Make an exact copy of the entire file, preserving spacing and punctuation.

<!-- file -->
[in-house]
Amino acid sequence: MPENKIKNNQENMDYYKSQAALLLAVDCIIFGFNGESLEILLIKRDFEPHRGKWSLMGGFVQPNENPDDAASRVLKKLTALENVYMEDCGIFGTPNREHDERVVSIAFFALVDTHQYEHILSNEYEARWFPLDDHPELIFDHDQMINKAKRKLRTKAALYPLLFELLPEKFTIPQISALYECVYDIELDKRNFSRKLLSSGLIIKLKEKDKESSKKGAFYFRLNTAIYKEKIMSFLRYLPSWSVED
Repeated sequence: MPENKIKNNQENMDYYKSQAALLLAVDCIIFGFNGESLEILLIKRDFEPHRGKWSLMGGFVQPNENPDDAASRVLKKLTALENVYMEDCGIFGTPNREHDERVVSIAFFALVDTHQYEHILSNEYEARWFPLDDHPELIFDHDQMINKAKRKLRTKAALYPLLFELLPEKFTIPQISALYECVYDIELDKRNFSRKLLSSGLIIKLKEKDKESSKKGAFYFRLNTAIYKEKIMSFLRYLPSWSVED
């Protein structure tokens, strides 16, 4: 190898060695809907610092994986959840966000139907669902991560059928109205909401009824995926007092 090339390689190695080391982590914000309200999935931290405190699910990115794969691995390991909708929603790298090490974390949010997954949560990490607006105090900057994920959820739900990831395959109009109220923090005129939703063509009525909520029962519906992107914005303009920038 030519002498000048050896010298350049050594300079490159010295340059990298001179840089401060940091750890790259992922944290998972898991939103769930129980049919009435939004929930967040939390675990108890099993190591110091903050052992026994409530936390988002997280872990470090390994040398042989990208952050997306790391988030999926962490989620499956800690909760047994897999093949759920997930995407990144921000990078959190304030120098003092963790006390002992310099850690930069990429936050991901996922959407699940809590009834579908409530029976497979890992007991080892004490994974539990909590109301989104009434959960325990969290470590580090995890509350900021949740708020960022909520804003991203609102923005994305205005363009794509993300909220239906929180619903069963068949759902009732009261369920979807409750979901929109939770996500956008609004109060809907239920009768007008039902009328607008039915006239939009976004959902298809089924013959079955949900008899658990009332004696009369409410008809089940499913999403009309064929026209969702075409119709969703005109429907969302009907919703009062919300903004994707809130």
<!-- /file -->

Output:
[in-house]
Amino acid sequence: MPENKIKNNQENMDYYKSQAALLLAVDCIIFGFNGESLEILLIKRDFEPHRGKWSLMGGFVQPNENPDDAASRVLKKLTALENVYMEDCGIFGTPNREHDERVVSIAFFALVDTHQYEHILSNEYEARWFPLDDHPELIFDHDQMINKAKRKLRTKAALYPLLFELLPEKFTIPQISALYECVYDIELDKRNFSRKLLSSGLIIKLKEKDKESSKKGAFYFRLNTAIYKEKIMSFLRYLPSWSVED
Repeated sequence: MPENKIKNNQENMDYYKSQAALLLAVDCIIFGFNGESLEILLIKRDFEPHRGKWSLMGGFVQPNENPDDAASRVLKKLTALENVYMEDCGIFGTPNREHDERVVSIAFFALVDTHQYEHILSNEYEARWFPLDDHPELIFDHDQMINKAKRKLRTKAALYPLLFELLPEKFTIPQISALYECVYDIELDKRNFSRKLLSSGLIIKLKEKDKESSKKGAFYFRLNTAIYKEKIMSFLRYLPSWSVED
């Protein structure tokens, strides 16, 4: 190898060695809907610092994986959840966000139907669902991560059928109205909401009824995926007092 090339390689190695080391982590914000309200999935931290405190699910990115794969691995390991909708929603790298090490974390949010997954949560990490607006105090900057994920959820739900990831395959109009109220923090005129939703063509009525909520029962519906992107914005303009920038 030519002498000048050896010298350049050594300079490159010295340059990298001179840089401060940091750890790259992922944290998972898991939103769930129980049919009435939004929930967040939390675990108890099993190591110091903050052992026994409530936390988002997280872990470090390994040398042989990208952050997306790391988030999926962490989620499956800690909760047994897999093949759920997930995407990144921000990078959190304030120098003092963790006390002992310099850690930069990429936050991901996922959407699940809590009834579908409530029976497979890992007991080892004490994974539990909590109301989104009434959960325990969290470590580090995890509350900021949740708020960022909520804003991203609102923005994305205005363009794509993300909220239906929180619903069963068949759902009732009261369920979807409750979901929109939770996500956008609004109060809907239920009768007008039902009328607008039915006239939009976004959902298809089924013959079955949900008899658990009332004696009369409410008809089940499913999403009309064929026209969702075409119709969703005109429907969302009907919703009062919300903004994707809130």